Today, the magazine embraces the original mission of its founders while continually incorporating new ideas. The editorial, art, and publication staff meet weekly to actualize the magazine. The editorial staff focuses on writing their own work, selecting pieces for publication, and providing feedback for submissions. The art staff links writing to illustration, produces open choice art pieces, creates a unique font for the magazine, and works on the front and back covers. Finally, the publication staff codes writing and art submissions, making them anonymous, to keep the editorial staff objective during the reviewing process. They also organize and print submissions for review and advertise to the Upper School inviting them to submit their personal work. Lastly, the publication staff is charged with the final layout of the magazine.
We are off to great start with exciting writing and art that we can’t wait to share, and we look forward to creating a showcase of Unquowa talent!
All They Want To Do is DancePosted by Craig Knebel
Seventh graders have been studying the organelles or the “little organs” of plant and animal cells and have learned much about the function of each organelle and how complex a cell is. To illustrate both the function of organelles and how busy it is in the cell, students had to come up with a movement or dance to demonstrate their knowledge of a chosen organelle. Students worked together to keep the cell alive inside the membrane and danced!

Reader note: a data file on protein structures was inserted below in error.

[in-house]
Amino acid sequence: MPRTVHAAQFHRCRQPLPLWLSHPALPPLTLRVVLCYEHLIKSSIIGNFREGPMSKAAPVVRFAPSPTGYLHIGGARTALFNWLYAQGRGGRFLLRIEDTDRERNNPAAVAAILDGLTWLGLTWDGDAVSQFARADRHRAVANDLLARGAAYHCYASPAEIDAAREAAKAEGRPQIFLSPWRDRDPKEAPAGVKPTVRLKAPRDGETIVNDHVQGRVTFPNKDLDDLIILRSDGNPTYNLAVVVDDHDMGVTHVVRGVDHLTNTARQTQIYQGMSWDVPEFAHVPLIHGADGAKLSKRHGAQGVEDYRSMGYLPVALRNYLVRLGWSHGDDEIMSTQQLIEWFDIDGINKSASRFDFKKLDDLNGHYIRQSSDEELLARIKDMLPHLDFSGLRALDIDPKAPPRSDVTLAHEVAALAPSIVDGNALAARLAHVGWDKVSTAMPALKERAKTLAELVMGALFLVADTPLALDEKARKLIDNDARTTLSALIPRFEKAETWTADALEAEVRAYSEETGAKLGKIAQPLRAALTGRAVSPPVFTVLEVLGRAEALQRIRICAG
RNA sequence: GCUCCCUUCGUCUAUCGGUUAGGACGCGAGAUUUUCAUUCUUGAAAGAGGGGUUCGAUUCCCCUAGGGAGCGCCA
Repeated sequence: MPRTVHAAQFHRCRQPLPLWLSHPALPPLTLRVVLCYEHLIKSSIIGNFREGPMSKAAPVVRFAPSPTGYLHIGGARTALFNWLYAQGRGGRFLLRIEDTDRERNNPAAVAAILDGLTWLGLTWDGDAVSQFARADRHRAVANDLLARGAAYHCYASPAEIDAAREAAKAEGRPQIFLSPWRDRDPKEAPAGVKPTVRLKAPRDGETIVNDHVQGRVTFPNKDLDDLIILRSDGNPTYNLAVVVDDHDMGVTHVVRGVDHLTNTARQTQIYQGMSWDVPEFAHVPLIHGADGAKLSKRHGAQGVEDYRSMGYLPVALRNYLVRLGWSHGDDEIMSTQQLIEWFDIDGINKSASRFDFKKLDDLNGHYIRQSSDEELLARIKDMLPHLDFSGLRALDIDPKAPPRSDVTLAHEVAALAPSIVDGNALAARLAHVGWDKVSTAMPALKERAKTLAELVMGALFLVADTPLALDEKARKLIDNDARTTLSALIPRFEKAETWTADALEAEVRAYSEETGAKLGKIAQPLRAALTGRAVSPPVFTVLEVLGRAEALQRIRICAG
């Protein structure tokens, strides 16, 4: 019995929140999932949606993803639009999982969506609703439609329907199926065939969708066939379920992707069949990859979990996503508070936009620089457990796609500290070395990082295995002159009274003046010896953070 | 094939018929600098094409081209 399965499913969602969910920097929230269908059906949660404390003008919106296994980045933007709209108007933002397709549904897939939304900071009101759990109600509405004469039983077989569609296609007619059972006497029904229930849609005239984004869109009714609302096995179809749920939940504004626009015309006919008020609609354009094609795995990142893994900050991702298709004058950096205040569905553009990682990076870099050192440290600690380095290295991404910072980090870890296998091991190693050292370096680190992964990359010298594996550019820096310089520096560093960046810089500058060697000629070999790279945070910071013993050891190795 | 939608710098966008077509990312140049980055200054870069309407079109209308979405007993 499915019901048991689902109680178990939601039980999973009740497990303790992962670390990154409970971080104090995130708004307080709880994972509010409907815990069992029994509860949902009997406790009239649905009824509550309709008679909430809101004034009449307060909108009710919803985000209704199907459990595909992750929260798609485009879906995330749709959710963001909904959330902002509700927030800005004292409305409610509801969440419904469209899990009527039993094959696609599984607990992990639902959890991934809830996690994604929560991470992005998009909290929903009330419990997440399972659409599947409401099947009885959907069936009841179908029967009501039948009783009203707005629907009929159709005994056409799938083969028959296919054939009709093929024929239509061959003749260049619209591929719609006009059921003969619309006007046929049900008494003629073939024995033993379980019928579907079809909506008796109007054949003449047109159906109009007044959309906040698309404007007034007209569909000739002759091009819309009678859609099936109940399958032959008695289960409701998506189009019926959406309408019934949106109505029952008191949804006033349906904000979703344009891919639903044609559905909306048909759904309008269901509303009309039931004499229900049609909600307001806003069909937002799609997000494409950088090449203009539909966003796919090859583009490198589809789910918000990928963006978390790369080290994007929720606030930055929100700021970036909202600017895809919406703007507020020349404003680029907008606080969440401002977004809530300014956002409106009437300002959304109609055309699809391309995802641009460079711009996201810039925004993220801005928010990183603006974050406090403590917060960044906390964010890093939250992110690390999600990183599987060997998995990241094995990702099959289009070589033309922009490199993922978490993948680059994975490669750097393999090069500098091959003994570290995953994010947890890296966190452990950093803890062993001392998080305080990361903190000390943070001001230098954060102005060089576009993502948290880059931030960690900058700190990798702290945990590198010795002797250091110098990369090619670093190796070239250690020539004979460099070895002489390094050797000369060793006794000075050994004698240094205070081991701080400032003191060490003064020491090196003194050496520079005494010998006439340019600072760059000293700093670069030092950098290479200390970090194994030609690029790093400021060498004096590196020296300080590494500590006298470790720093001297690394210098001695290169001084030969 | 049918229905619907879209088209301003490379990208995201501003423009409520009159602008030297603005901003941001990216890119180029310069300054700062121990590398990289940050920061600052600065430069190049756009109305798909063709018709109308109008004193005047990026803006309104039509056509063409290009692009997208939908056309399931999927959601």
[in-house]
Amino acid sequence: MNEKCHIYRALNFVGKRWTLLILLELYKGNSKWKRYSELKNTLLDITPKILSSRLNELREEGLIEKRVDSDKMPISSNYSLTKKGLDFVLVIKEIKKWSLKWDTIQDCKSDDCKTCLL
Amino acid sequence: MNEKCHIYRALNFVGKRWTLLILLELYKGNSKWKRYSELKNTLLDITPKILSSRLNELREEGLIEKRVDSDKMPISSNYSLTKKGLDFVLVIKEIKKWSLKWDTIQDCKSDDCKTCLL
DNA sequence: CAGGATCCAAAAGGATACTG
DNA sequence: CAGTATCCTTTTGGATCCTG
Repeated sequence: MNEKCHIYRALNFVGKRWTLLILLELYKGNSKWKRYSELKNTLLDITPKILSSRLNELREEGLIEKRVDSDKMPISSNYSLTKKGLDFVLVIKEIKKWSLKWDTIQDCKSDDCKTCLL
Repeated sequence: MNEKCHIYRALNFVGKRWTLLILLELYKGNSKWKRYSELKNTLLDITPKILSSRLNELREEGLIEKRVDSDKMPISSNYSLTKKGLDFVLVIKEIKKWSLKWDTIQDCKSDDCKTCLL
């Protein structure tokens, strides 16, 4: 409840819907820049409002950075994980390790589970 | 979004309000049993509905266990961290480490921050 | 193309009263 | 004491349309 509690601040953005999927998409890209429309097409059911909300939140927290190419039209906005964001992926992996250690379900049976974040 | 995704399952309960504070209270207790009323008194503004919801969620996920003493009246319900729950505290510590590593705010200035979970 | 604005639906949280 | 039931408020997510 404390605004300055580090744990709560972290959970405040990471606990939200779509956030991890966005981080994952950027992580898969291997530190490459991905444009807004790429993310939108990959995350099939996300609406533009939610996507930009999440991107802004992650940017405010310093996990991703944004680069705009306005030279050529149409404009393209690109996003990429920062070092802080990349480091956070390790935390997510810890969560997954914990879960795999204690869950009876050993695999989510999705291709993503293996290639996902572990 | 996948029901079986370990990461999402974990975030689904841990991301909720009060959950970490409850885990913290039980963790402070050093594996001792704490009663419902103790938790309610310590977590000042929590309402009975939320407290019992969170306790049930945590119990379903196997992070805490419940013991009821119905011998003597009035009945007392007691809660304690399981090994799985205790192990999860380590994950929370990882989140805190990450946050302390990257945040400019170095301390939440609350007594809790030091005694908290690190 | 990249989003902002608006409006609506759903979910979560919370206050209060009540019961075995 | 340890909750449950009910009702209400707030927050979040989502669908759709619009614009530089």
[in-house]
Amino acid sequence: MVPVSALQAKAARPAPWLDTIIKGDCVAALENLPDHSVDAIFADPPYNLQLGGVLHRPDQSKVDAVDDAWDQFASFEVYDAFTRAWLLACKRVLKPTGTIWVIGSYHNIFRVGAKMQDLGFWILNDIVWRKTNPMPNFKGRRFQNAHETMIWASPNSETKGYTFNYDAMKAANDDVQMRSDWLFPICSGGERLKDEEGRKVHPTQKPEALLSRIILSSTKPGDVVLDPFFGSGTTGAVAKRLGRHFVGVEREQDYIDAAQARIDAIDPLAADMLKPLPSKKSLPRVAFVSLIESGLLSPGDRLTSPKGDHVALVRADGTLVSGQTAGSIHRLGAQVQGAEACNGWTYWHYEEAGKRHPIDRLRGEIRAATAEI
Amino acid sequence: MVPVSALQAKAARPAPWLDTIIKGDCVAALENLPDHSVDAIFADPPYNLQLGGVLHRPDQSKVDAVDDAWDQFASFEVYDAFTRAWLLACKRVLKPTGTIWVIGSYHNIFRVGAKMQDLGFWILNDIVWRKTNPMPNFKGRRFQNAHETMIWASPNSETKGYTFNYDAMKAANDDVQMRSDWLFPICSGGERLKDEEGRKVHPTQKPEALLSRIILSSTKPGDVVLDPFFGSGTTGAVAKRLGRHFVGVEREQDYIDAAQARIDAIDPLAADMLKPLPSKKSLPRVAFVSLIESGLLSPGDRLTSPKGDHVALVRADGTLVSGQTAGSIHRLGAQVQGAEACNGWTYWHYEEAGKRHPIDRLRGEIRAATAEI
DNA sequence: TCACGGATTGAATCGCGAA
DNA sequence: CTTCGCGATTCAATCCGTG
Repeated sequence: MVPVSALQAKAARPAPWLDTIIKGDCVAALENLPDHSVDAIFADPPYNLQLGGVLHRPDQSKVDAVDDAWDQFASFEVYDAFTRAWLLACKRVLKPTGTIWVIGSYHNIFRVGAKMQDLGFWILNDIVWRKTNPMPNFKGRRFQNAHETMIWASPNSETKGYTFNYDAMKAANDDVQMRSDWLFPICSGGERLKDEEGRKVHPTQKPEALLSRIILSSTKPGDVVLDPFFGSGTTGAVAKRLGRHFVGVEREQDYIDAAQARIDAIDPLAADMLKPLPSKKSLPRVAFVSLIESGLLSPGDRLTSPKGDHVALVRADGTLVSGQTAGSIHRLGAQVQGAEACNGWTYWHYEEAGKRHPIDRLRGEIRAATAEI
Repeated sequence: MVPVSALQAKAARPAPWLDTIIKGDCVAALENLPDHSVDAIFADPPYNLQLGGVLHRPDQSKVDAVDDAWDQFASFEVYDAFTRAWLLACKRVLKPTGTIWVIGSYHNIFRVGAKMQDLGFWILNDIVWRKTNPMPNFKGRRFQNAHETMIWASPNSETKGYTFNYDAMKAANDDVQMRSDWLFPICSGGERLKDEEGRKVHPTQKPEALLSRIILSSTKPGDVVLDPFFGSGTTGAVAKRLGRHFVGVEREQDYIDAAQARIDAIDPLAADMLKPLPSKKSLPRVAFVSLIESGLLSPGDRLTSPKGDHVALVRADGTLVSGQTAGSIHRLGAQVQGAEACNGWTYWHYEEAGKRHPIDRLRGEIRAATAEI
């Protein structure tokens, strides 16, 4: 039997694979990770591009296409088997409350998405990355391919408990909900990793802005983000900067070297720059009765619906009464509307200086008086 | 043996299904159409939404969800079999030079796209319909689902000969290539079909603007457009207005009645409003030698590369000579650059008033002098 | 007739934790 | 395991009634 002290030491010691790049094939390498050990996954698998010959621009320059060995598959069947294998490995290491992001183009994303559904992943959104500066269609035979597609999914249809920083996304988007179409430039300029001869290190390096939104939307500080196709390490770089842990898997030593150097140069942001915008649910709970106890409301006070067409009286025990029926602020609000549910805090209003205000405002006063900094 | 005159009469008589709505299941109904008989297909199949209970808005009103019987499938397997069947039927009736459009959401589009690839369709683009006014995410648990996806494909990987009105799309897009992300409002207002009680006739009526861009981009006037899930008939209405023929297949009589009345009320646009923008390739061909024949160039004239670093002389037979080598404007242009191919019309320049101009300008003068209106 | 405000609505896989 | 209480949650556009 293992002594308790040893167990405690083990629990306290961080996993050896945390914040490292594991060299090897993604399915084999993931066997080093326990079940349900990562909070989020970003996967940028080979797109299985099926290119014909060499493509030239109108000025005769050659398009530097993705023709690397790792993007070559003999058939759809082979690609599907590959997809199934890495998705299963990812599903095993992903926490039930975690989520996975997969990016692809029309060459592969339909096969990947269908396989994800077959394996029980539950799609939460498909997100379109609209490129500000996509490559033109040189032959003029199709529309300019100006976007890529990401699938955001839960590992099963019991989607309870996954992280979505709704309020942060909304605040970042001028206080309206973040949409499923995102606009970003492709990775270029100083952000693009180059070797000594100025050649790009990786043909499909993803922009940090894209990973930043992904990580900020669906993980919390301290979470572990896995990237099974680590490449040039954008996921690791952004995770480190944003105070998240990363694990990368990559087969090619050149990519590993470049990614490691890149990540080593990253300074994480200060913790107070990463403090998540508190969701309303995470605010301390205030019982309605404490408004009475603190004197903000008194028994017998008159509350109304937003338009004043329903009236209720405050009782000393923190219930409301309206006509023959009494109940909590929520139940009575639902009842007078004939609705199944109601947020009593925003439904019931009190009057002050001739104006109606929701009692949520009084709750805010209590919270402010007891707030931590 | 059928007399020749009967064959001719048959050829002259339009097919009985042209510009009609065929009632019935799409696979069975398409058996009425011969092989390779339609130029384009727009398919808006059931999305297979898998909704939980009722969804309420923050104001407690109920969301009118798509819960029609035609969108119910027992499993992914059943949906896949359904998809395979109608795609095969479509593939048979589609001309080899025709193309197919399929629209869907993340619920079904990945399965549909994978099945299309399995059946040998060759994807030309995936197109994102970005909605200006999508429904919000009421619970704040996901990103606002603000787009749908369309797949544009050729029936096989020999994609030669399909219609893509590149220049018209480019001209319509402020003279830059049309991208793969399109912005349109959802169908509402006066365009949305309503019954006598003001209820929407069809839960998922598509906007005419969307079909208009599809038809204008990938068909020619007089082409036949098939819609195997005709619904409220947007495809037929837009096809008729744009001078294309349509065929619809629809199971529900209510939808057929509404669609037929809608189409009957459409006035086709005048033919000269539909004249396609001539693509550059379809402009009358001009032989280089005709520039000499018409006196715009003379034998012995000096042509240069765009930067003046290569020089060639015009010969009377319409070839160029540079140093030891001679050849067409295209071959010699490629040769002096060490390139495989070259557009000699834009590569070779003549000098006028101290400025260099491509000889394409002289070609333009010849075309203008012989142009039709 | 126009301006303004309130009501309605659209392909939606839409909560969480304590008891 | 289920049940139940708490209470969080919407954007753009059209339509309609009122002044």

A Day in Residence at The AldrichPosted by Krissy Ponden
The seventh and eighth graders recently spent a day in residence at The Aldrich Contemporary Art Museum in Ridgefield, CT. The students participated in workshops led by our Progressive Education Lab fellows that explored a variety of concepts with the museum’s galleries as both inspiration and backdrop. The program is designed to allow classroom teachers the opportunity to teach either their normal curriculums or a special project directly related to the exhibits in the inspirational and unique environment of the museum. The PEL fellows crafted thoughtful and comprehensive workshops on topics ranging from poetry to science, design thinking and even math. Later the students came together to take part in a debate about what makes a work of art either “silly” or “serious,” backed by their observations of specific elements of art. Listening to the conversations the students engaged in made it clear that the day was a success both in terms of art appreciation and cross-curricular connections. We are looking forward to our next day in residence at The Aldrich in the spring!
For the BirdsPosted by Faith Barbuto